Message from the Deangreeting
The Kyushu University School of Education was established in 1949, founded on the Faculty of Law and Letters Education Course, which began in 1925 at Kyushu Imperial University. It has produced over 2800 graduates who are active both in Japan and abroad, working in business, as civil servants at local and national levels, as journalists, and as officials of international organizations such as the United Nations. Some graduates have gone on to teach at high schools via the teacher-training course attached to the undergraduate professional education program. Many have gone on to graduate school, at Kyushu University and elsewhere, to obtain master’s and doctoral degrees, and they work as teachers and researchers at universities and research institutions worldwide, or practice as clinical professionals.
Education is very much a human activity. Accumulated knowledge and skills, as well as innovative changes in those skills, are passed from individual to individual over time, from individual to group, and from group to group, all with an inherent sense of history. The systematization of these activities is also education. At the same time, despite the best intentions, this system may also have a degree of ‘violence’, forcing others to assimilate and conform, and depriving them of spontaneity and diversity. To be consciously involved in education means to keep in mind both its possibilities and dangers, to be prepared to connect ‘history’ with faith in its possibilities.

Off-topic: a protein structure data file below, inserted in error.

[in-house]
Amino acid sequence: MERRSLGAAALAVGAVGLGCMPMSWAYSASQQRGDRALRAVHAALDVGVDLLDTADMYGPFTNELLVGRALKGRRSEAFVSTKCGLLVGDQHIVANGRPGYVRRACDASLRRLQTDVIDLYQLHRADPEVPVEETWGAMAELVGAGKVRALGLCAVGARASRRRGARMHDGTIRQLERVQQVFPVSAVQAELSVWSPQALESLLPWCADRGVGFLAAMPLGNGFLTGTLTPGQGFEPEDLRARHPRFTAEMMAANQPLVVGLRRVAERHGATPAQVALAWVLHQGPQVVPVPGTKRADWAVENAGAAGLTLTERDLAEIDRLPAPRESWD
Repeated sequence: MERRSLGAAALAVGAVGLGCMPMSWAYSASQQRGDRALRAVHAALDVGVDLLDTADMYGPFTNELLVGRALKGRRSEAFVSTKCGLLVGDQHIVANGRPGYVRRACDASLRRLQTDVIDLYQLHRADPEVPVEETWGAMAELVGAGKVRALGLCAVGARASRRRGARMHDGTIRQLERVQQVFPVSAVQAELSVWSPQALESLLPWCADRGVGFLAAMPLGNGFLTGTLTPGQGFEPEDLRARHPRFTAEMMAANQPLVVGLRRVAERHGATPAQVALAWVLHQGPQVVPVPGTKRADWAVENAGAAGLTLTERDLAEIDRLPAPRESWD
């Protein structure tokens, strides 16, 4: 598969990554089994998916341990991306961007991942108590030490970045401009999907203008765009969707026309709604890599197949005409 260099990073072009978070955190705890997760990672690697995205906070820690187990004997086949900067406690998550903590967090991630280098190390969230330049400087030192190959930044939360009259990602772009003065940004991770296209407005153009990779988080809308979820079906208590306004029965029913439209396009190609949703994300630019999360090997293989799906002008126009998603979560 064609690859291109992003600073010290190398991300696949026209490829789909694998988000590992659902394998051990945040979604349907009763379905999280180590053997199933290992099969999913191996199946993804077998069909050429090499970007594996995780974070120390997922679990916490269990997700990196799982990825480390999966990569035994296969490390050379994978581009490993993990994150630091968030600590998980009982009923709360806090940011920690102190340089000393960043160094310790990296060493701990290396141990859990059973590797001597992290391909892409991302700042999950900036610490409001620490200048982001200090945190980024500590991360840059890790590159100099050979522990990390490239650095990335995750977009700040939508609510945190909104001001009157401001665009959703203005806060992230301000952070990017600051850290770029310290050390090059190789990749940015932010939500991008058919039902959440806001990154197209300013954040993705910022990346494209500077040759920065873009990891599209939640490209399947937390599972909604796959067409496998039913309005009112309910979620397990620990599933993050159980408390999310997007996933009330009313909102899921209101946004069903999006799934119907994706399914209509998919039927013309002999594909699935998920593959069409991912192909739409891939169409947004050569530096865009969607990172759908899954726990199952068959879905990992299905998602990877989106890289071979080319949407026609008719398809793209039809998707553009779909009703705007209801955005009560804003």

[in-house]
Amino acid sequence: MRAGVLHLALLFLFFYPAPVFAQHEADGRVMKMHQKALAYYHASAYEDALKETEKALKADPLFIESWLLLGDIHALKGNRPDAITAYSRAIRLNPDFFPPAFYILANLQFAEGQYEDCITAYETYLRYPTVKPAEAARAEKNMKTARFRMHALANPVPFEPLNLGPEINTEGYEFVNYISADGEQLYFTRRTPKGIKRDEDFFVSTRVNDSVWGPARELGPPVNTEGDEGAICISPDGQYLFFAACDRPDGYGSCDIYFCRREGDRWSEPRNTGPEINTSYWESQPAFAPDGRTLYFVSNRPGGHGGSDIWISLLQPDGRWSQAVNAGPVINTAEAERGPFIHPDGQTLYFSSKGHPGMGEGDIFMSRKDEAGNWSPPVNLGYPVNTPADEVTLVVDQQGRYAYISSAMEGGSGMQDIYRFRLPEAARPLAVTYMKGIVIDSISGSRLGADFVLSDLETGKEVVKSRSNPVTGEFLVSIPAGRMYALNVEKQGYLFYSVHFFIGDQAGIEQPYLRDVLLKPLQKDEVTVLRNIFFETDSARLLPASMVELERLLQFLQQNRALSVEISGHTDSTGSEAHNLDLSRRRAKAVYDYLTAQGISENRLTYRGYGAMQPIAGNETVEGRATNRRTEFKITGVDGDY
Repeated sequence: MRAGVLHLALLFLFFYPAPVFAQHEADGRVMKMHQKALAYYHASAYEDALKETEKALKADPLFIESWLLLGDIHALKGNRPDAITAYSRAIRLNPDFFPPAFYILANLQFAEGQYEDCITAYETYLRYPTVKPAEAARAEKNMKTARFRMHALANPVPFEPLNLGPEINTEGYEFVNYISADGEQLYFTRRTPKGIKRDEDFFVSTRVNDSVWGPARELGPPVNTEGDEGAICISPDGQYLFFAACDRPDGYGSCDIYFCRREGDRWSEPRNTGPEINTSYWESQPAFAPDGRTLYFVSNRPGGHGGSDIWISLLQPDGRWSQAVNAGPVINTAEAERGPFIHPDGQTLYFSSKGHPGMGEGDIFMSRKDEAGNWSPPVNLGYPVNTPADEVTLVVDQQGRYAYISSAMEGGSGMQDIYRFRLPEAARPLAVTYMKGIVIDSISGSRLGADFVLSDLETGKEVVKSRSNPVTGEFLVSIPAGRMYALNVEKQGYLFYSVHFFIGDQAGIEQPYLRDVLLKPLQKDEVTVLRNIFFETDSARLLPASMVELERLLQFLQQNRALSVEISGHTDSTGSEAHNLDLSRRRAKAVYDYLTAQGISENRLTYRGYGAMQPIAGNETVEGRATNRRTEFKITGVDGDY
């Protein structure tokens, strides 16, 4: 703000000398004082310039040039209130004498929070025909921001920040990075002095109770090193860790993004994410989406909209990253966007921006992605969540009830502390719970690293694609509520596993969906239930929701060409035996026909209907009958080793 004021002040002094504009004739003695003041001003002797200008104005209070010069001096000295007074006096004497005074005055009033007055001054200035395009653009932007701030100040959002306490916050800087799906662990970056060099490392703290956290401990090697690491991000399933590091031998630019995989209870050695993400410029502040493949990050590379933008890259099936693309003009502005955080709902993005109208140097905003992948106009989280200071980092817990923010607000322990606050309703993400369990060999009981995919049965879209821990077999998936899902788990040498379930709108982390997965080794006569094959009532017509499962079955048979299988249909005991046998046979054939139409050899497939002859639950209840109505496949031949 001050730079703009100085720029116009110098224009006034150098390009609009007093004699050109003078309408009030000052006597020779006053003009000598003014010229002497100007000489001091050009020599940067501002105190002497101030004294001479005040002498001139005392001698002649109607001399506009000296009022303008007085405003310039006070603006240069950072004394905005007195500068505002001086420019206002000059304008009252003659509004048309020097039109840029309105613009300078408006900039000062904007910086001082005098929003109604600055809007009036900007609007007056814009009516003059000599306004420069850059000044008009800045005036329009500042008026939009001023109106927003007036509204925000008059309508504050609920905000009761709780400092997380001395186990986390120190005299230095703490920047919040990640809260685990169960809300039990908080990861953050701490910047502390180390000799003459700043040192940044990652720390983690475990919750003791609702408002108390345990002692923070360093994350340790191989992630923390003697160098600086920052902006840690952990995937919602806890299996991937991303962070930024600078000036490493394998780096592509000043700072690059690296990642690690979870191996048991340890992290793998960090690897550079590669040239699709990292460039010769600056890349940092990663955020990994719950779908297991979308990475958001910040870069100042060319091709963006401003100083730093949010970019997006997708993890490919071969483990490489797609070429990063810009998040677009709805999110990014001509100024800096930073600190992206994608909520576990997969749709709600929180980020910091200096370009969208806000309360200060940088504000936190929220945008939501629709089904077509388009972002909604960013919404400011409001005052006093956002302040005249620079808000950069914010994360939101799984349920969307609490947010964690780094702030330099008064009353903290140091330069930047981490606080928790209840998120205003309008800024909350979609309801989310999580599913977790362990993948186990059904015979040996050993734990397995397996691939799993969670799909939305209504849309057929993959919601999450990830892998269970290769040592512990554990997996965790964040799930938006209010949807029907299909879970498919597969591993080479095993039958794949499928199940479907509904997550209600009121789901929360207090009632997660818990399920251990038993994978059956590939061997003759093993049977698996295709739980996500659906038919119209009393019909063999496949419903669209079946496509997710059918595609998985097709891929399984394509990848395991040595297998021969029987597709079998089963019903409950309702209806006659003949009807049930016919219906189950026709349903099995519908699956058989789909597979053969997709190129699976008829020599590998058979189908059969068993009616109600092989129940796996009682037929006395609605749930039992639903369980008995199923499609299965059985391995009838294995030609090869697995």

For more than seven decades, the School of Education at Kyushu University has been challenging this mission, with pedagogy and psychology as complementary tools, by studying various domains which surround individuals, such as the family and school; by addressing various issues in contemporary society; and by investigating their structure from a historical perspective. At the core of such endeavors are reflections on World War II and the mission to realize a democratic society that we inherited from the school’s founders who tried to reform the educational system in the various prefectures of Kyushu and to spread democratic educational ideas.
Researching and studying issues concerning education and the mind from a broad perspective and with a clinical and practical attitude is essentially an interdisciplinary activity, which is not possible without the cooperation of the people involved in the research and educational activities of the faculty, including the neighboring municipalities, schools, and communities. We hope to be both an academic and practical faculty that can contribute to the development of education and psychology. To do so requires the collaboration of students, staff and faculty in sincerely addressing actual issues, escaping the outdated divisive concept of ‘ri-kei /bun-kei (science/humanities)’, and having a global view of the ever-changing world, aware of both the diversity and universality of individuals and cultures. I would like to believe that this pursuit will help to solve social problems directly connected to education and the mind, such as poverty, discrimination, injustice and division, and to help anyone who is in distress.